It was 3 a.m. and Samantha Whitney Jones’ 11-week-old son was crying.

So, Jones did what many mothers would do: She sat down and tried to breastfeed him.

About five hours later, her baby would be dead. The cause of death, prosecutors say, was a “lethal combination of drugs” ingested through Jones’ breast milk.

On Friday, the 30-year-old Pennsylvania mother was charged with criminal homicide for the April 2 death of her infant son, identified in documents as R.J. An autopsy revealed that the baby’s blood contained methadone, amphetamine and methamphetamine, according to a probable cause affidavit.

As the investigation is still ongoing, it is possible Jones could face charges that carry a mandatory life sentence, Deputy District Attorney Kristin McElroy said in a statement from the Bucks County District Attorney’s Office. Jones’ bail was set at $3 million cash, the statement said.

Early on April 2, Jones told police she was “too tired” to go downstairs and make a bottle of formula for R.J., according to the affidavit. Instead, she opted to breastfeed, but said she “dozed on and off” and wasn’t sure if he actually drank any milk.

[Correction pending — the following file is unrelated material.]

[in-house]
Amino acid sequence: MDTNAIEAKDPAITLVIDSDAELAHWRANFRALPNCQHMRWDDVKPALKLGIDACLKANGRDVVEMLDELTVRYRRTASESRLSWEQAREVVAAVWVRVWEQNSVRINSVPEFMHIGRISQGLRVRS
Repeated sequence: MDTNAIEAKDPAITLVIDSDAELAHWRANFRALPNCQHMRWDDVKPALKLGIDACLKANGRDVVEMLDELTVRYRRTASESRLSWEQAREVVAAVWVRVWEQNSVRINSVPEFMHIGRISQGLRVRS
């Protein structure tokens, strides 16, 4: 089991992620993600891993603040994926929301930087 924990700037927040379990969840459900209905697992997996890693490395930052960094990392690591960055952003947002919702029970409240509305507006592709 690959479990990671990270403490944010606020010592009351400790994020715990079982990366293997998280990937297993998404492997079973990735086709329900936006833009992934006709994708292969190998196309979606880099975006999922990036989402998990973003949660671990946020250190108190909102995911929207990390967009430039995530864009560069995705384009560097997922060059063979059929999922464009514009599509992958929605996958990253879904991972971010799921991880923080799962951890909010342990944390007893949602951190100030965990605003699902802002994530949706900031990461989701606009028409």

Around 6 a.m., Jones’ husband found the pair. Jones was asleep and R.J. was crying, the affidavit said.

After Jones woke up, she asked her husband to prepare a bottle of formula, which she then fed to her son and placed him in his bassinet. Jones went back to sleep and when she awakened about an hour later, she went to check on R.J.

The baby was lying in his bassinet, pale and not breathing with “bloody mucous coming out of his nose,” according to the affidavit.

He was rushed to Doylestown Hospital, just over 6 miles away, but it was too late. Around 8:30 a.m., R.J. was pronounced dead.

Jones told police that she primarily breastfed her baby, but switched to formula a few days before his death because she was worried R.J. “wasn’t getting enough milk from breastfeeding and therefore was not sleeping,” the affidavit said. Authorities analyzed the contents of the baby formula and the bottle used to feed R.J. the morning he died, and neither tested positive for “illicit drugs,” according to the affidavit.

At the time of R.J.’s death, Jones said she was taking methadone, which she had been prescribed as part of treatment for a painkiller addiction.